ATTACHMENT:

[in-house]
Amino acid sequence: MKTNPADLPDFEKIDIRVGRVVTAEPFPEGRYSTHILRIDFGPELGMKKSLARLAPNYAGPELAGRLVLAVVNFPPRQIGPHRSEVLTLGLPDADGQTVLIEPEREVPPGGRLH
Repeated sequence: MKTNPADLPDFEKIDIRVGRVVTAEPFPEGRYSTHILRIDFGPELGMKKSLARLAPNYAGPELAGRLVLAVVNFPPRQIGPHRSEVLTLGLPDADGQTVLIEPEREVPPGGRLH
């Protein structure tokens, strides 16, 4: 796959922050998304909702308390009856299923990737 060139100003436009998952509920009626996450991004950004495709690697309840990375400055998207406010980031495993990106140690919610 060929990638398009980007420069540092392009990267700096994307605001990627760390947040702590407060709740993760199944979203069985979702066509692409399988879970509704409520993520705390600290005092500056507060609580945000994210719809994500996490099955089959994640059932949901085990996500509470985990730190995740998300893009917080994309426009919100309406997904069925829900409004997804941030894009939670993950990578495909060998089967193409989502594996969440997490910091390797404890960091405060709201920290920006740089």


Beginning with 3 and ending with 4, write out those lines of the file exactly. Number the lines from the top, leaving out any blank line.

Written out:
Repeated sequence: MKTNPADLPDFEKIDIRVGRVVTAEPFPEGRYSTHILRIDFGPELGMKKSLARLAPNYAGPELAGRLVLAVVNFPPRQIGPHRSEVLTLGLPDADGQTVLIEPEREVPPGGRLH
């Protein structure tokens, strides 16, 4: 796959922050998304909702308390009856299923990737 060139100003436009998952509920009626996450991004950004495709690697309840990375400055998207406010980031495993990106140690919610 060929990638398009980007420069540092392009990267700096994307605001990627760390947040702590407060709740993760199944979203069985979702066509692409399988879970509704409520993520705390600290005092500056507060609580945000994210719809994500996490099955089959994640059932949901085990996500509470985990730190995740998300893009917080994309426009919100309406997904069925829900409004997804941030894009939670993950990578495909060998089967193409989502594996969440997490910091390797404890960091405060709201920290920006740089």